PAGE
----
English students consider studying abroad as fees rocket
An increase in tuition fees at English universities has led to more students considering studying abroad.
Many European countries have no fees at all and, with a greater number now teaching courses in English, moving out of the country has turned into a serious option for many students.
This week representatives from universities in America, China, Australia, Holland and other countries were on hand to offer advice at a conference attended by more than 100 students at the Leicester Tigers' ground.
Leicester College student Jamie Dumayne hopes to study astrophysics at university and is considering studying abroad.
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The 19-year-old, from Hinckley, said: "I think it could work out cheaper elsewhere, so that's one reason why I'm thinking about it, but I also think it will show future employers how diverse I can be.
"It would be great to learn about another culture too."
Wyggeston and Queen Elizabeth I College student Pooja Patel, 17, of Belgrave, Leicester, said: "I want to do dentistry and it's extremely competitive to get into UK universities now. You need top grades, and even then there's no guarantee.
"It's something I've always wanted to do so if I have to go abroad to do it, I will.
"I've looked at Prague or Valencia. I think it would be really exciting to study outside the UK. It would definitely help broaden my horizons."
In China, university fees are about £5,000 a year for undergraduate courses.
Robert Munro, a recruitment manager for a group of Chinese universities, said: "We've definitely seen an increased interest from UK students in the past year or so. The advantage of coming to our universities is that students can learn courses in English – mainly business and economic based – but learn Mandarin, too.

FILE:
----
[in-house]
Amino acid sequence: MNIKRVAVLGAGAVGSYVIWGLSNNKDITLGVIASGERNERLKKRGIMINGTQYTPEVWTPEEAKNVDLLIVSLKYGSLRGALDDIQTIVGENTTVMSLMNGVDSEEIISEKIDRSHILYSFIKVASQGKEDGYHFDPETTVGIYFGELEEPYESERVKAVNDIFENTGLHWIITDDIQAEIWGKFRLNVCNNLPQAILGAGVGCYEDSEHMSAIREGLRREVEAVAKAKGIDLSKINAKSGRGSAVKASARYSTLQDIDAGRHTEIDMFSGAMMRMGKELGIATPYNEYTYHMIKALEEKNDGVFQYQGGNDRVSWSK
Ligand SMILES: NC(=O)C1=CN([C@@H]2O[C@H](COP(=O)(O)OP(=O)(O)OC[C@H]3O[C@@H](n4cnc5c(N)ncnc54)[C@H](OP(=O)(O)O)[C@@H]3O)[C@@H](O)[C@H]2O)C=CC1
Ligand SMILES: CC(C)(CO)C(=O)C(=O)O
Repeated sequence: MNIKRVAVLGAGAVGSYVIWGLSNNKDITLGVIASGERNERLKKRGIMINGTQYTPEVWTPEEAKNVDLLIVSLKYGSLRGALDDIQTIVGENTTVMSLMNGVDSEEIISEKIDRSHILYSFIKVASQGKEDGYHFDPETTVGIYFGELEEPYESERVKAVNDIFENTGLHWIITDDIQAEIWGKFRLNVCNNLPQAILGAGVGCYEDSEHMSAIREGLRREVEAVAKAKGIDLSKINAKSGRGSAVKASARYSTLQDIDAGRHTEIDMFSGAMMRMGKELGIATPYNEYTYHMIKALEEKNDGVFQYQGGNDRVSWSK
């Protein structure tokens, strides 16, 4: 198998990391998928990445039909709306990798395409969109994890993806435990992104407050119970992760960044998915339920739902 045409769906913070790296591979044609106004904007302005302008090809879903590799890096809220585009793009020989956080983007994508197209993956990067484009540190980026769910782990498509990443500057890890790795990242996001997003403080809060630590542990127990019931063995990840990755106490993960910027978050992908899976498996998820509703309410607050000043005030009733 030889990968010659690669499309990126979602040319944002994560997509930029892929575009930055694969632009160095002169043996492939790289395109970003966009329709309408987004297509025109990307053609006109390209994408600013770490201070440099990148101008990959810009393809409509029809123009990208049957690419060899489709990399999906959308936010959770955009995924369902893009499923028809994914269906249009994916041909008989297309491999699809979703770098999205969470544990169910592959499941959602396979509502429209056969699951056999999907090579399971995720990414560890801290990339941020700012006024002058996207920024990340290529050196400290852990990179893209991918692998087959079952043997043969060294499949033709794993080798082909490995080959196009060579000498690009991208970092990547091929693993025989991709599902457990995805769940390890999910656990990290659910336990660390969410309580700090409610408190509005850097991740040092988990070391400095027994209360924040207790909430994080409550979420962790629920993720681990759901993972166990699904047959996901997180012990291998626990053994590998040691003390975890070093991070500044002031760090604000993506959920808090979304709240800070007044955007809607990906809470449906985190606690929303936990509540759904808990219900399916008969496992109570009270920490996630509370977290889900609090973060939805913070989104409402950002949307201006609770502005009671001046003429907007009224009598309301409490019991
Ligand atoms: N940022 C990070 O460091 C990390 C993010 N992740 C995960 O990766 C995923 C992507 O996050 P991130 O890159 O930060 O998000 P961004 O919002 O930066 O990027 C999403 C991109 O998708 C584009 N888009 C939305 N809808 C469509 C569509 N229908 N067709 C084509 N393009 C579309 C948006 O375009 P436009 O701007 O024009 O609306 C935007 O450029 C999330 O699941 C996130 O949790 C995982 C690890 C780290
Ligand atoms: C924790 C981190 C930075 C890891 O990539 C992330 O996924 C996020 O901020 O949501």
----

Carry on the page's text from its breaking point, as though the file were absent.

"Also, because of the way the housing market is, students can expect to pay in the region of just £1,000 for six months' accommodation, so there are lots of benefits to think about."
Katie Sevil, who works for the Western Australian Government, attended the conference to promote universities in Perth.
"There are lots of opportunities for students to come to our universities," she said.
"Obviously there's no language barrier whatsoever and the lifestyle speaks for itself.
"Although costs are about £10,000 for UK students per semester, there are lots of benefits in terms of low unemployment and, therefore, work experience opportunities for students and jobs if they want to stay on after their course finishes."
Australian universities have two semesters per year.
Maaike Kocken was at the conference representing Breda University of Applied Sciences, in Holland, which offers a range of managerial courses in English, including hotel and tourist management.
She said: "Our fees are low and we're not that far from home for UK students. Also, because of the type of courses we offer, there's a big emphasis on work placements and actually British students can choose to do these back home."
The conference was organised by Coventry company The Student World, which works with international educational organisations.
Manager Jemma Davies said: "We realised that, with tuition fees going up, there might be a lot more interest from UK students thinking about studying aboard.
"The conference gives them and their parents the chance to find out more and dispel some myths."